National Household Survey on Drug Abuse
1: DESCRIPTION OF THE SURVEY
The sample design of the survey has changed
over time, but it has always been representative of the U.S. general population
(since 1991, the civilian noninstitutional population) age 12 and older
and has always oversampled youth and young adults. The 1998 NHSDA employed
a multistage area probability sample of 25,500 persons. The first stage
of selection is a sample of 137 Primary Sampling Units (PSUs), each consisting
of counties (administrative subdivisions of States) or groups of counties
such as metropolitan areas. Within these PSUs, segments (such as city blocks
or enumeration districts) are selected. In 1998, 2,670 segments were selected,
and in each of these segments a listing of all addresses was made, from
which a sample of 94,723 addresses was selected. Of these, 80,866 were
determined to be eligible sample units. In these sample units (which can
be either households or units within group quarters), sample persons were
randomly selected (with unequal probabilities) using a screening procedure
carried out by interviewers.
The 1998 NHSDA sampled segments were allocated
equally into four separate samples, one for each three month period during
the year, so that the survey is essentially continuous in the field. By
assigning the appropriate selection probabilities at the PSU, segment,
and person levels, oversampling of certain subpopulations of interest was
accomplished. In 1998, these subpopulations included younger individuals
(age 12-34), blacks, Hispanics, and residents of Arizona and California.
Data Collection Methodology
The data collection method used in the
NHSDA is to conduct in-person interviews with sample persons, incorporating
procedures that would be likely to maximize respondents' cooperation and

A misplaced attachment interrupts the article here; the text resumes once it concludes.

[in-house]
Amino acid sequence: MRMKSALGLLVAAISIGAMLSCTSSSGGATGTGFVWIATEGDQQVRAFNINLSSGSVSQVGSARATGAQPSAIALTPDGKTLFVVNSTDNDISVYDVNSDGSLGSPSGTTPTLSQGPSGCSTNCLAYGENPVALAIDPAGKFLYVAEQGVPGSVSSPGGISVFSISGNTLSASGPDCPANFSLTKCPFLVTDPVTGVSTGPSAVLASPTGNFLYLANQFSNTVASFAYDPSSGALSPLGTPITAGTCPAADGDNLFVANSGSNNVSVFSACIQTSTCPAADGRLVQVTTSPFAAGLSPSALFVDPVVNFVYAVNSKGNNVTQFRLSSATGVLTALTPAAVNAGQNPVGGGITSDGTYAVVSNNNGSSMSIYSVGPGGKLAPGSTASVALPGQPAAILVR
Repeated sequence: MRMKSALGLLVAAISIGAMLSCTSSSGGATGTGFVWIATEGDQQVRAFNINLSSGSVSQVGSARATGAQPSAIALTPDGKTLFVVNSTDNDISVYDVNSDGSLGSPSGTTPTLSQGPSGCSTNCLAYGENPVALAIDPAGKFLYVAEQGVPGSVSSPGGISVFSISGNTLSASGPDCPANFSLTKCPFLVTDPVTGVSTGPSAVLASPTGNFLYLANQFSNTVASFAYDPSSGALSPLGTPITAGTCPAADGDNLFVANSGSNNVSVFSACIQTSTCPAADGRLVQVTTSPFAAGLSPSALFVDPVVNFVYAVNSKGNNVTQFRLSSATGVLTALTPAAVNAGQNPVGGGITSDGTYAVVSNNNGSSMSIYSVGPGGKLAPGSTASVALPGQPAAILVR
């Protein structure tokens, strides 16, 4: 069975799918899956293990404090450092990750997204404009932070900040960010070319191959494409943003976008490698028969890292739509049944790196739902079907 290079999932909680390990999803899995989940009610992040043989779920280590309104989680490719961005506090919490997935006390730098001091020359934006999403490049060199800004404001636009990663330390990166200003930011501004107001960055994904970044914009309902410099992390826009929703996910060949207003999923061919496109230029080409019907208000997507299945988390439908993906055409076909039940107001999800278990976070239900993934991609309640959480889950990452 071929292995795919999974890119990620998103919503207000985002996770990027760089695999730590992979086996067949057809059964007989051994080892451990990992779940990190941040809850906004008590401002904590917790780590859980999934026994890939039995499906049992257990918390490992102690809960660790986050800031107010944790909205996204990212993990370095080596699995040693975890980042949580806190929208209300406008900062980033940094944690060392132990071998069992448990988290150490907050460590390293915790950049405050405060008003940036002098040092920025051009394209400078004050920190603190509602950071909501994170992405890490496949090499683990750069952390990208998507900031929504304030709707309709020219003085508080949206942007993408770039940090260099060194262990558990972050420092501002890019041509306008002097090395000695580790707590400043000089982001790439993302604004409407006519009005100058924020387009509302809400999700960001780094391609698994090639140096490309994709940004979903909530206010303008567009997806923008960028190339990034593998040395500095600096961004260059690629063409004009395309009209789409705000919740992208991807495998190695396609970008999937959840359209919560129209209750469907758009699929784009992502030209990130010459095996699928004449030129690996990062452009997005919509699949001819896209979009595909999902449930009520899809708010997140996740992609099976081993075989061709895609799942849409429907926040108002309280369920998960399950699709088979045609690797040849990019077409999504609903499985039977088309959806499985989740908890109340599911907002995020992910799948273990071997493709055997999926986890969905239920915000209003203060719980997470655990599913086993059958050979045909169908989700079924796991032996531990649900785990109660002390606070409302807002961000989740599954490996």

willingness to report honestly about their illicit drug use behavior. Introductory
letters are sent to sampled addresses, followed by an interviewer visit.
A five-minute screening procedure involves listing all household members
along with their basic demographic data and selecting 0-2 sample person(s),
depending on the composition of the household. This selection process is
designed to provide the necessary sample sizes for specified population
Interviewers attempt to conduct interviews
in a private place, away from other household members. The interview averages
about an hour, and includes a combination of interviewer-administered and
self-administered questions. With this procedure, the answers to sensitive
questions (such as those on illicit drug use) are recorded by the respondent
and not seen or reviewed by the interviewer. After these answer sheets
are completed, they are placed by the respondent in an envelope, which
is sealed and mailed to the contractor, Research Triangle Institute, with
no personal identifying information attached.
Upon receipt, questionnaires are checked
for critical identification and demographic data, then keyed to disk. This
creates a file consisting of one record for each completed interview. Extensive
within-record consistency checks and resolution of most inconsistencies
and missingdata are done using machine editing routines, called logical
imputation. For some key variables that still have missing values after
the application of logical imputation, statistical imputation is used to
replace the missing data with appropriate valid response codes. Two types
of statistical imputation procedures are used. Hot-deck imputation involves
the replacement of a missing value with a valid code taken from another
respondent who is "similar" and has complete data. Logistic regression
models are also used to determine replacement values for some variables.
Each record (i.e., respondent) is assigned
an analysis weight which incorporates:
a. The inverse of the selection probability
for the respondent. This is the product of the inverses of selection probabilities
at each stage of sampling.
b. Adjustments for household and person-level
c. Poststratification adjustment to Census
projections (of the civilian noninstitutionalized population of the total
U.S.) for the midpoint of each NHSDA data collection period. Adjustments
are made to age, gender, and race/ethnicity distributions (see Appendix
2 for a discussion of the poststratification adjustment).
Data are generally released to the public
about six months after the end of data collection. Public use data files
are available 1-2 years after completion of data collection.
This page was last updated on June 01, 2008.